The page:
Immune infiltrating cells are associated with tumor growth, infiltration, and invasion . Using the CIBERSPOT package to demonstrate the content of 22 immune infiltrating cells, it was found that the content of immune infiltrating cells was different in the AS risk score subgroups, with the low-risk score group having more M0 macrophages and helper T lymphocytes and fewer M2 macrophages. It was further found that the low-risk score subgroup was more associated with prognosis than was the high-risk score subgroup. The relevance of macrophage infiltration in the tumor microenvironment has long been known. According to the “macrophage homeostasis theory”, there are be 2 types of macrophages with different functions in the tumor microenvironment: M1 type, the classically activated macrophages, and M2 type, the alternative activated macrophages. The M1 type is involved in antigen delivery and tumor cell killing by secreting various antigenic molecules and inflammatory factors and expressing MHC II and B7 molecules, while the M2 type can have the effect of promoting the pathological process of cancer cells. Helper T lymphocytes can fight against tumors by secreting cytokines (eg, IL-2, IFN-r, and TBF-B), killing tumor cells independently of CTL, and expressing CD40 ligands to stimulate CTL by binding to antigen-presenting cells CD40 . Differences in immune infiltrating cells in high- and low-risk score groups are associated with the prognosis of LUAD patients, further suggesting that AS may influence the composition of the tumor microenvironment.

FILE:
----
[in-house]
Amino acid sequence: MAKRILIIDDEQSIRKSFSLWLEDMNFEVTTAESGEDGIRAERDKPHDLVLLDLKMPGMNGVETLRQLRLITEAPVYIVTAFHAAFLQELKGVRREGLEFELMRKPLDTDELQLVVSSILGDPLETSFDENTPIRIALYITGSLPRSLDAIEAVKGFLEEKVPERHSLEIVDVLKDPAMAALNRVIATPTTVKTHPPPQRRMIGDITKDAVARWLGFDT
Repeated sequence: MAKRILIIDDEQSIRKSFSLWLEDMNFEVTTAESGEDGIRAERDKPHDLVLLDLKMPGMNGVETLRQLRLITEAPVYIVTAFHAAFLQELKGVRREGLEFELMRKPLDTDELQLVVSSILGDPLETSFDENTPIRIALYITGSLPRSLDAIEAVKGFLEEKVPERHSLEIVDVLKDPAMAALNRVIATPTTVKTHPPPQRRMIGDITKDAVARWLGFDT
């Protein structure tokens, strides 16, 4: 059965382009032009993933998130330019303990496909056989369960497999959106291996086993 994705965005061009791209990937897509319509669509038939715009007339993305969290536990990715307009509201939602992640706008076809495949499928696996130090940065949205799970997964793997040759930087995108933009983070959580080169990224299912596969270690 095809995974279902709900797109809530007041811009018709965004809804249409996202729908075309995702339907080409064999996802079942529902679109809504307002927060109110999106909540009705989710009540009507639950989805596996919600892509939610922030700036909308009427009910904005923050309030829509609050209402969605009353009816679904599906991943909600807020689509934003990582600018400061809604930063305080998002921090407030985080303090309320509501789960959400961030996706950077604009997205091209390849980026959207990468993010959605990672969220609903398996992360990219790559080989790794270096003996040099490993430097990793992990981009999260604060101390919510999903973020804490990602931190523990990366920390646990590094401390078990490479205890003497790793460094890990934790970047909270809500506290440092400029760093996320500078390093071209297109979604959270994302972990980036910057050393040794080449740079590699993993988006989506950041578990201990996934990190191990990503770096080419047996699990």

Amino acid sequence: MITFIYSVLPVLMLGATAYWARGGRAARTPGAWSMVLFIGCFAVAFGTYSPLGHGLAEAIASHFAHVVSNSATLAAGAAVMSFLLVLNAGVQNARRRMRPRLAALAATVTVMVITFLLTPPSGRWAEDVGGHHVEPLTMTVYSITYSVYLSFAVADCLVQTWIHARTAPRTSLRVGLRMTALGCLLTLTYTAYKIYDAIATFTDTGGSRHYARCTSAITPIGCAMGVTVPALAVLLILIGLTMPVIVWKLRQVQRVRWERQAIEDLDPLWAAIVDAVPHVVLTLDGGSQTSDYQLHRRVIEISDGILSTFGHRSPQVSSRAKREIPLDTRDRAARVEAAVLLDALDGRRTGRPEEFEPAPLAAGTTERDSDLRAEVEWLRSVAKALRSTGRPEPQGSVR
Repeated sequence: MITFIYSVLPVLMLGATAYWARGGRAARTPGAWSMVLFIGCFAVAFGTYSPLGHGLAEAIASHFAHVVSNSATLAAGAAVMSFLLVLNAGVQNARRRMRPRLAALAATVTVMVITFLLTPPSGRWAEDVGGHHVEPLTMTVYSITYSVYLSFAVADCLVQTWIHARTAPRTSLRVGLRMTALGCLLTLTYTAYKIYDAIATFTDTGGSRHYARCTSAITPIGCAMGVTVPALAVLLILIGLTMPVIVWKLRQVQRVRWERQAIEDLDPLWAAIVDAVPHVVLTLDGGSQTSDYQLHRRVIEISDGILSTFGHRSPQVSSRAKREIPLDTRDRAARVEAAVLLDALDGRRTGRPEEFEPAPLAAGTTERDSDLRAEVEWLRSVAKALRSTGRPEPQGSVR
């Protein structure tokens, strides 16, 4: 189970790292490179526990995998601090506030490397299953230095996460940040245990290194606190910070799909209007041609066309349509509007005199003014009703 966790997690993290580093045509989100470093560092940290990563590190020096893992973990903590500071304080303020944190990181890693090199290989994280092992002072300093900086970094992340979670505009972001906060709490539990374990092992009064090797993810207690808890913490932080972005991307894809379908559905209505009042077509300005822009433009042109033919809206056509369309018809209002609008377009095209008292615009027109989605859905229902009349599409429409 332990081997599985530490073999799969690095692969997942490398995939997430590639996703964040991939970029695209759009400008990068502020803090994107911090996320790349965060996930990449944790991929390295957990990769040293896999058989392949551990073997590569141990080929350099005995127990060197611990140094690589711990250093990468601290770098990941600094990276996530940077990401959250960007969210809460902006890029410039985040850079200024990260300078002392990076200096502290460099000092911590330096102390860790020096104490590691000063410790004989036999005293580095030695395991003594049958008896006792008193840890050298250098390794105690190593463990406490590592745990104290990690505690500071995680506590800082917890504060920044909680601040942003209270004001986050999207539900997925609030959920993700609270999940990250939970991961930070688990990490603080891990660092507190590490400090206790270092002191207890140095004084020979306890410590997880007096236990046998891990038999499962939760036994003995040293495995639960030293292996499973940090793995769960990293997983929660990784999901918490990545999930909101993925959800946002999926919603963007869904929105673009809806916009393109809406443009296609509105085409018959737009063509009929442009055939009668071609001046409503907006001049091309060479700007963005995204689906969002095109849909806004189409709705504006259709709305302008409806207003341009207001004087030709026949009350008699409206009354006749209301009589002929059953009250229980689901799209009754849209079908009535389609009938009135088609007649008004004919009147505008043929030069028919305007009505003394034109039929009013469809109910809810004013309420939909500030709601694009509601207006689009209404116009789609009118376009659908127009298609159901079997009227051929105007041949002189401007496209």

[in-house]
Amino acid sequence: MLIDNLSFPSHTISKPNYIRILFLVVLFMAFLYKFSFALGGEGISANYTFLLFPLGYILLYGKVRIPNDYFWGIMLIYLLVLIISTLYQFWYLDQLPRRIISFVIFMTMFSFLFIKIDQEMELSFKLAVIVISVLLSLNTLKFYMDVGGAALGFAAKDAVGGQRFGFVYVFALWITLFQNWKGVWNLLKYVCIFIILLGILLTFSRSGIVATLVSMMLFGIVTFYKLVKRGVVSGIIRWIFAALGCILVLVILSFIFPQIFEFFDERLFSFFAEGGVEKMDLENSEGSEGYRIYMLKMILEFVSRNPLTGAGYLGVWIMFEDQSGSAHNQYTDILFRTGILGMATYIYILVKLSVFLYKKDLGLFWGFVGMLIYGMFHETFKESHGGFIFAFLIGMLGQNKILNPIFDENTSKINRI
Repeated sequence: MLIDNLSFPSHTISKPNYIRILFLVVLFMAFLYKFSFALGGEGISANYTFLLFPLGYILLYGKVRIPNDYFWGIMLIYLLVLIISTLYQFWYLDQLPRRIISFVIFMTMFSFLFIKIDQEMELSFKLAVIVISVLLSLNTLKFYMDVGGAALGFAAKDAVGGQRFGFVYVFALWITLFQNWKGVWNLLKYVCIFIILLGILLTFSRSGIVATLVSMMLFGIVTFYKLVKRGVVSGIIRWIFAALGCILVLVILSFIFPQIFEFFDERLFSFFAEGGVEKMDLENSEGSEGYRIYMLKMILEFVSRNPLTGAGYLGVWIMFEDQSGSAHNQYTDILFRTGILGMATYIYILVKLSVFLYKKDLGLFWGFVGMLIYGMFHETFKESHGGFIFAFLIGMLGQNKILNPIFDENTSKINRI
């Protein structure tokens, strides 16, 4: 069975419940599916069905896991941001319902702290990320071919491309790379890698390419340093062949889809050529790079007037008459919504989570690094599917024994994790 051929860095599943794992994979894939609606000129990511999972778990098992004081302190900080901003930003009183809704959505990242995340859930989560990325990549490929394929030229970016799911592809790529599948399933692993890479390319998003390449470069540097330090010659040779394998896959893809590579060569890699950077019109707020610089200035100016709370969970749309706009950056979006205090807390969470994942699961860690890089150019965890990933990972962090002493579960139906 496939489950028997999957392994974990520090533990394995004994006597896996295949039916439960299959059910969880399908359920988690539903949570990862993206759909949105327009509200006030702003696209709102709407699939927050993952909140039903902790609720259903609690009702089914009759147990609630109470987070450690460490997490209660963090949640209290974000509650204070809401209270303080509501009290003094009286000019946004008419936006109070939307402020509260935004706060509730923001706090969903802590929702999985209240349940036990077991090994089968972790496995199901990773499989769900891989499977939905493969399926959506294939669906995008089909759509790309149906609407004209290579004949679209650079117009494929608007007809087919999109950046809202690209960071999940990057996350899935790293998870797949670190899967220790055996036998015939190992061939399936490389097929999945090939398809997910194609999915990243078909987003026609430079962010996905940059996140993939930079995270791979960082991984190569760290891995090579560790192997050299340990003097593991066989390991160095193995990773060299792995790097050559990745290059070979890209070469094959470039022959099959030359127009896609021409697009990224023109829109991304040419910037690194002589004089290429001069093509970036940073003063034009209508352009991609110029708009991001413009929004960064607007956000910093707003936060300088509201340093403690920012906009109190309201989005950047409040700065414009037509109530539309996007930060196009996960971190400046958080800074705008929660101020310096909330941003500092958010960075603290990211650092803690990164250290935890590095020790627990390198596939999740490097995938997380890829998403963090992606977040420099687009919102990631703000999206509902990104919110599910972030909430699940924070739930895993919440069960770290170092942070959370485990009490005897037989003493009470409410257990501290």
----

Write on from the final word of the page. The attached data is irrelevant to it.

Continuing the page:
Immunotherapy is one of the more successful approaches in cancer treatment in recent years. In this study, the low-risk score subgroup had more immune checkpoints and a better response to immunotherapy compared to the high-risk score subgroup. The risk model possessed a good predictive power for immunotherapy. In addition, a noteworthy point is that CD276 was more highly expressed in the high-risk score subgroup. CD276 is overexpressed in tumors, including melanoma, leukemia, breast, prostate, and colorectal cancers, which is associated with poor prognosis and worse clinical outcome, and is a promising target for tumor immunotherapy and a new hope for immunotherapy-insensitive LUAD .